SLP: “Let’s play BINGO today in speech.”
Child: “Yes! I love to play games in speech!!”
In the eyes of a child, BINGO is a fun game they can play… In the eyes of a therapist, BINGO is so much more than just a game the children can play. BINGO affords the child a host of skills to develop while playing a game! A thematic game of BINGO can build their receptive and expressive vocabulary as well as increase their ability to describe, interact with peers, work on turn taking, tolerate winning vs. losing and visual scanning, just to name a few.
Vocabulary BINGO is one of our favorite products to make as well as play within our therapy sessions. It is a fun and easy activity that can be adapted to work with children in EC all the way through our students who are in 5th grade.
For children in EC, differentiating instruction based on ability level is key. Some students may only be working on being in proximity of peers, increasing structured work time or even picture to picture match. For others, we might label and then show them the picture of the object they need to find. We can place the large calling card picture close to their card to help them scan and find the match. Some of the children might only require you to say the object name once and they can find it while others might be dependent on a visual to find the object. After finding the picture, depending on the level of the child, you might give the child a model and have them repeat after your model. You might also ask the child what it is and have them label the object without your direct model. BINGO can be tailored for kiddos that have a broader vocabulary base by talking about some of the features, the function, associations or the class of the object. For example, you might ask some of these questions about Watermelon: What color is watermelon? What do you do with watermelon? What goes with a watermelon? What category does watermelon belong to? These are just some examples of how vocabulary BINGO provides exposure to thematic vocabulary while playing a game, for children across various levels of development.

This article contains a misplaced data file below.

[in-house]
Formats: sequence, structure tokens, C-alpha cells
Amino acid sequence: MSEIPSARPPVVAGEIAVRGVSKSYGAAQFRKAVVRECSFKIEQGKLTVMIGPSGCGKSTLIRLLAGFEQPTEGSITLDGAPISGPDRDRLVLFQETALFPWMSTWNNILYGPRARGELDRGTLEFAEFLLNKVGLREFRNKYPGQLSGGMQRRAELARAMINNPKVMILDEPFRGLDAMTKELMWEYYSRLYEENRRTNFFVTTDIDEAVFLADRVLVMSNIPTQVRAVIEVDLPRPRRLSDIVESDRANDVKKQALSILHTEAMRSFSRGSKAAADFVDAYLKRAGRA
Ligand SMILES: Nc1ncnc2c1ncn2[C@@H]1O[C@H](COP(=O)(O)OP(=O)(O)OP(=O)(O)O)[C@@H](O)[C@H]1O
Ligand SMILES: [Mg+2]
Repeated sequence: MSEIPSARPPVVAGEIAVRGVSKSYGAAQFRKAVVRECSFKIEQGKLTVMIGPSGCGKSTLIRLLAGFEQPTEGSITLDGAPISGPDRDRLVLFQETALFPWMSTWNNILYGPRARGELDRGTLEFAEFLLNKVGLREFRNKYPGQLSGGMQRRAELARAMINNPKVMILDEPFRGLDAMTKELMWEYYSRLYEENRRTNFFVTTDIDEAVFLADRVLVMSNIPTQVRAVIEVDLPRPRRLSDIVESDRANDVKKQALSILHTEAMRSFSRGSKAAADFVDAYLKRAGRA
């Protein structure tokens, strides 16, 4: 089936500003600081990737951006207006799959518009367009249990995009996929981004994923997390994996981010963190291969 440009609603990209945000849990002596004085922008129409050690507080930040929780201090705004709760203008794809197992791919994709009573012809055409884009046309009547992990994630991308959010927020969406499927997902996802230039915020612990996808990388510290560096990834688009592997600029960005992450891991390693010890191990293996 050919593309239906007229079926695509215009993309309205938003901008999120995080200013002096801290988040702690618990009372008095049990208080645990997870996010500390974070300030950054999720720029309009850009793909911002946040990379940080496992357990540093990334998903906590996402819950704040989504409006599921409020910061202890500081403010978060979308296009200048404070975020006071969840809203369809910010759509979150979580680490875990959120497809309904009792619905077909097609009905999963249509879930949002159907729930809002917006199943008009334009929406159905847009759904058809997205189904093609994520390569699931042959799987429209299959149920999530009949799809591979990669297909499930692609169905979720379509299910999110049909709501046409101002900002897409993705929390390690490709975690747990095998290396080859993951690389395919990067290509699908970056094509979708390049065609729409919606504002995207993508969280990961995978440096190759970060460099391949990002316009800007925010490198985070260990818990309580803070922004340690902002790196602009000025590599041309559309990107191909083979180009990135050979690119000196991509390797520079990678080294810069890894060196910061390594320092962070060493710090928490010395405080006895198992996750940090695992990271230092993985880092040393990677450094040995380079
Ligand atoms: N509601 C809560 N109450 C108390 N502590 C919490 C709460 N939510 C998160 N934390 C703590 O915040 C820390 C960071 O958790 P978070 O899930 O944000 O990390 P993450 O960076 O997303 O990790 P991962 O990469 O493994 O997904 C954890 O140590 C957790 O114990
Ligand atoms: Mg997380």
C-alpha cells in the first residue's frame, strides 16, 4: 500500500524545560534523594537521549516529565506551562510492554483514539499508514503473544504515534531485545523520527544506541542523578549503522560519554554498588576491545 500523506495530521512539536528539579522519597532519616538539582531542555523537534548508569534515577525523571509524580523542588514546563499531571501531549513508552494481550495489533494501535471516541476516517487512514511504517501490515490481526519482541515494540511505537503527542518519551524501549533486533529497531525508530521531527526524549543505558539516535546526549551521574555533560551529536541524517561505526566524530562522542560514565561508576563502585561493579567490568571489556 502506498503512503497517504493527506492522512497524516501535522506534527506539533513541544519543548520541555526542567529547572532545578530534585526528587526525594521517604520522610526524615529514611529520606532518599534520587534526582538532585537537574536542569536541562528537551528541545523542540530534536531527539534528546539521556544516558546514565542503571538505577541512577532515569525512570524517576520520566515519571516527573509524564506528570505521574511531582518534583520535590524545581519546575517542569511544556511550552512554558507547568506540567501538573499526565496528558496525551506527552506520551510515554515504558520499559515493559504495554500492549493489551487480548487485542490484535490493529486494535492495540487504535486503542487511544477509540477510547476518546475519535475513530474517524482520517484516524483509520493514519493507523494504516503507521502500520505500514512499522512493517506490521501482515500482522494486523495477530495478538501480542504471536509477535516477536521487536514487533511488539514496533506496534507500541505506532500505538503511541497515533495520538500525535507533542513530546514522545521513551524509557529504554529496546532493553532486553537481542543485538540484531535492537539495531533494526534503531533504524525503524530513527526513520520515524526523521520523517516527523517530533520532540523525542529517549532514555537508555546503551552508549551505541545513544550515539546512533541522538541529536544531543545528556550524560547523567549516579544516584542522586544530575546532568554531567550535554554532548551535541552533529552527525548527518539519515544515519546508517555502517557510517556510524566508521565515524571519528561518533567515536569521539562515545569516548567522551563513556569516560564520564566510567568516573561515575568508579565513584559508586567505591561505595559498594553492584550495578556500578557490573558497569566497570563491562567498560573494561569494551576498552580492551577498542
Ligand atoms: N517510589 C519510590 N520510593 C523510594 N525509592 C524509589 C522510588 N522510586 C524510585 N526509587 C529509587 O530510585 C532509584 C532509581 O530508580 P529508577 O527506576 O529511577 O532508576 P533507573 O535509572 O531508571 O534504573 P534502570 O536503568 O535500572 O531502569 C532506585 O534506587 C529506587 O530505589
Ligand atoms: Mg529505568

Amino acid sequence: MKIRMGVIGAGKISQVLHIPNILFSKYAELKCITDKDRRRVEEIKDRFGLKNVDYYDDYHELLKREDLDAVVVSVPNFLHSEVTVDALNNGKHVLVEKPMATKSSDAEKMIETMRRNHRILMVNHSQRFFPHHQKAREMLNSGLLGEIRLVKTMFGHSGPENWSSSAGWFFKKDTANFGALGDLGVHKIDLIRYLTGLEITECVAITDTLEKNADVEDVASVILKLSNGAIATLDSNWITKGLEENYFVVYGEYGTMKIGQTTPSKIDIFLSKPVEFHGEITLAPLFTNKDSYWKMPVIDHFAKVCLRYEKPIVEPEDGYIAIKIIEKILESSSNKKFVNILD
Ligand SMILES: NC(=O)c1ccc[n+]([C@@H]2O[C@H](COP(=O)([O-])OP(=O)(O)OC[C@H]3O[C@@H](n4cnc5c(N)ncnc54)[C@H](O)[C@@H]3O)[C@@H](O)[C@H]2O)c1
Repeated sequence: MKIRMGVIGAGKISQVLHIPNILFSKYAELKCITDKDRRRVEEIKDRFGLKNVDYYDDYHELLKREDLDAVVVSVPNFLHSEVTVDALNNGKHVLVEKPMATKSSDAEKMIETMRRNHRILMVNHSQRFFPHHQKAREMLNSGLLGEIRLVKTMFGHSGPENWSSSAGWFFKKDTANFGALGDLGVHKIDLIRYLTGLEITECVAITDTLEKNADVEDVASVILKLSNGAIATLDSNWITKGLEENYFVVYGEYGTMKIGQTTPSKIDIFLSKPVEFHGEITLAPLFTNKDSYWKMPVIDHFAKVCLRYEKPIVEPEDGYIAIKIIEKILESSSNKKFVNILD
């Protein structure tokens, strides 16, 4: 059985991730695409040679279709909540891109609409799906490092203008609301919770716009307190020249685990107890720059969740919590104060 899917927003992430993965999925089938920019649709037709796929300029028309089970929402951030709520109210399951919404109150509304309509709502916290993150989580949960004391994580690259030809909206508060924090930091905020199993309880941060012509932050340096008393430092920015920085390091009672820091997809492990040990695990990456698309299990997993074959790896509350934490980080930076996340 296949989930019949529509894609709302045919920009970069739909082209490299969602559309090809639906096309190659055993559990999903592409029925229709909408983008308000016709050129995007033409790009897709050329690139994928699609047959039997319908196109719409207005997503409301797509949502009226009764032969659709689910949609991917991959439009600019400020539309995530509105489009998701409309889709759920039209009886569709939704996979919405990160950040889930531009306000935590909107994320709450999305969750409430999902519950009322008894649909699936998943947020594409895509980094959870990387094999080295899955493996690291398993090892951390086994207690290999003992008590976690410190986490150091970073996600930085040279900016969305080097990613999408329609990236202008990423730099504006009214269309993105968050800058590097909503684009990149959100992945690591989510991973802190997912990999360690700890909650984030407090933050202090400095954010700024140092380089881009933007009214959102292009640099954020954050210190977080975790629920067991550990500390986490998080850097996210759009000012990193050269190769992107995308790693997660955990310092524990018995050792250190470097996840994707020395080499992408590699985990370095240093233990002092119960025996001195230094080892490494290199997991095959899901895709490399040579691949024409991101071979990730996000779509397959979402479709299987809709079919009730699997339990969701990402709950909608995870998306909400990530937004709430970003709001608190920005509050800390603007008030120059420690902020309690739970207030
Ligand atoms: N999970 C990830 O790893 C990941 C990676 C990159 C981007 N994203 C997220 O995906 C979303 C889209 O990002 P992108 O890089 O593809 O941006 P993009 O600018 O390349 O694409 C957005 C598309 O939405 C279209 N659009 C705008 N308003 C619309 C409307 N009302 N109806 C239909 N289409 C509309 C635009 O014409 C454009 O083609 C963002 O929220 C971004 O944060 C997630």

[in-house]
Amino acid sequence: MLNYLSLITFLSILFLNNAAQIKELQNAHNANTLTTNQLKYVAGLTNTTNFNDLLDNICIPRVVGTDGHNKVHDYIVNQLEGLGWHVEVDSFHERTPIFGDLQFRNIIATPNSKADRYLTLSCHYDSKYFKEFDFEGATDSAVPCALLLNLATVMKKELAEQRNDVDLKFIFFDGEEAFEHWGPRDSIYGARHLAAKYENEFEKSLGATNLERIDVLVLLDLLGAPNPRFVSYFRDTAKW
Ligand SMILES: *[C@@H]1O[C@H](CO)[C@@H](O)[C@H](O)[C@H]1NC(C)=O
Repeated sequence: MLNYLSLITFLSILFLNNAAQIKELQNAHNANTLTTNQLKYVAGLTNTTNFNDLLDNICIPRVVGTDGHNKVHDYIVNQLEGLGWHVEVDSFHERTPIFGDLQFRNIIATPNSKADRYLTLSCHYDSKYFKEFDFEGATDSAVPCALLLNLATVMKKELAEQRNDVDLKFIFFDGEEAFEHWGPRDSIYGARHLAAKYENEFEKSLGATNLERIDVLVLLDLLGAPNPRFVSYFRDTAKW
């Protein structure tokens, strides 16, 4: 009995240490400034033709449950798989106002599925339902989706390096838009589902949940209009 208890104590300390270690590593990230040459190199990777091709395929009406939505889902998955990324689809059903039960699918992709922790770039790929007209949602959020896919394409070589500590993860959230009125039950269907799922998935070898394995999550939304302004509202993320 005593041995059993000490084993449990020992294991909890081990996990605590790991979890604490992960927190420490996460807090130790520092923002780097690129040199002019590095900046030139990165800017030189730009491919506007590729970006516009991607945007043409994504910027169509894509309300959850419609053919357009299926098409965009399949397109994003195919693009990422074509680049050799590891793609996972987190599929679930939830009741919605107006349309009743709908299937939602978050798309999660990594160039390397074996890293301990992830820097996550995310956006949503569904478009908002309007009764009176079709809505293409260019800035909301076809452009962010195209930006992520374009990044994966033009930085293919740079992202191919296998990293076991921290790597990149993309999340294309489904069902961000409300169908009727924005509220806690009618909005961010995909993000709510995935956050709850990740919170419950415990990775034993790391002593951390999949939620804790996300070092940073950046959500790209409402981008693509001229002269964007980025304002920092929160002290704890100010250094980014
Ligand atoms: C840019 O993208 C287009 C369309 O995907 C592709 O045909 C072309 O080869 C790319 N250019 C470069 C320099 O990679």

For older students, BINGO is fun to use as a describing game. Each student takes a turn choosing a picture from the calling card pile. They are not able to show their peers the card but, instead, they have to describe the object in their hand. For example, if they choose a picture of ice cream, they might say, “It is a dessert that is cold. It can melt if you don’t eat it quick enough. It comes in a bowl or on a cone. It comes in many different flavors.” The students are NOT allowed to guess what the object is until the other student gives 2/3/4 clues. This is a great activity for the children to all work on expressing details or formulating a definition as well as for listening for details and comprehending clues that are given. You wouldn’t believe how challenging it is for some of the students to inhibit themselves from blurting out the object until the other student is done giving clues!
For those of you teaching summer school, Summer BINGO is up on TPT now! →Summer BINGO on TPT
For those of you who are enjoying summer break, check back at the end of summer for our other vocabulary BINGO games!
Happy Monday, y’all!